Visit to Hendrik Verwoerd Dam

Organization: The Southern African Institute of Mining and Metallurgy
Pages: 2
Publication Date: Unavailable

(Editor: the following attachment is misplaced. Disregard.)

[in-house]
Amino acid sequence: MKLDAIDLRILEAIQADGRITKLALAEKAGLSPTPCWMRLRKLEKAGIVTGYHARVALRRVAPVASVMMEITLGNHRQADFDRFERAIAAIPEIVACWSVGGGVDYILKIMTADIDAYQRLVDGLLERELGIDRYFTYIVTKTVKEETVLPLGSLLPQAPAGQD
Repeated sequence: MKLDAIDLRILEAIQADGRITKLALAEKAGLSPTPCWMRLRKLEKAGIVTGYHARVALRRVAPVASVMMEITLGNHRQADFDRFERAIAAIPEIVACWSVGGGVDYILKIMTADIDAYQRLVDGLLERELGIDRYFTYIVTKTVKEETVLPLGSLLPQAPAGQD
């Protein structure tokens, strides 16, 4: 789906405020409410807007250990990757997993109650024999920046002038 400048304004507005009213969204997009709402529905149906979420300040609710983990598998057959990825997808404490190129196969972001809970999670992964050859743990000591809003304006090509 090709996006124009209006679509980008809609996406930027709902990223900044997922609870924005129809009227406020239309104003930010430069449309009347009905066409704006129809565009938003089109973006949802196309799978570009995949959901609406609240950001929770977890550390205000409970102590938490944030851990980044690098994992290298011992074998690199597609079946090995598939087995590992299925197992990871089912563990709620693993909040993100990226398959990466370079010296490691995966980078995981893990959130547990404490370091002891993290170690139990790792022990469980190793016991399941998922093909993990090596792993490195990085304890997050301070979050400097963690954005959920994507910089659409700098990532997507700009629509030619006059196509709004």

On 23rd October, 1969, 54 members of the Institute set out at an early hour from Rand Airport in two chartered Dakota aircraft for a visit to the Hendrik Verwoerd Dam site. The weather was at the start rather unpromising but after passing Bloemfontein the overcast cleared and it turned into a glorious day for a most memorable visit. The Institute is indebted to U.C-Dumez-Borie Dams Limited, the main civil engineering contractors, and Mr J. D. McNamara their executive manager, for the very excellent arrangements made for this excursion. From the time the aircraft landed till a slightly belated departure the organisation of the extensive tours arranged for the parties was quite outstanding and a matter for congratulation to all concerned. At each of the many places visited there was a senior official to give an authoritative and comprehensive description of the work under his control. In addition the guides on the buses, loaned by the Department of Water Affairs, kept up an interesting running commentary throughout the day. A further much appreciated facet was the introduction of many of the experts on the site and a brief talk by each after an excellent lunch served at the recreation club. Each visitor also received a brochure with a progress report and a detailed site plan, with various sections highlighted in colour, and obviously prepared at the cost of much time and effort. The visit included tours of the large dolerite quarry, where some 150 000 tons of rock are removed each month, the 42 in. gyratory primary crusher, the secondary crushing and screening plant, the rod mill plant for sand production, and the automated blending and concrete batching plant. The transport of mixed concrete by 'silobuses' to the 6 cu. yd buckets of four Blondin cableways, two of which are radially movable and two with buffing towers, and the placing of the concrete in the huge blocks of the wall was watched from a vantage point. The most interesting part of the visit was without a doubt the inspection of the wall itself and the explanations of the many intricasies of its design and care in construction, covering aspects such as positioning of galleys, interlocking of blocks, reinforcement, refrigeration, actual concrete placing, subsequent grouting, etc. Other points of interest were the very complicated design of the wall itself, the river diversion plans, with three stages of coffer dams, the spillways, and the very well cut penstock tunnels.
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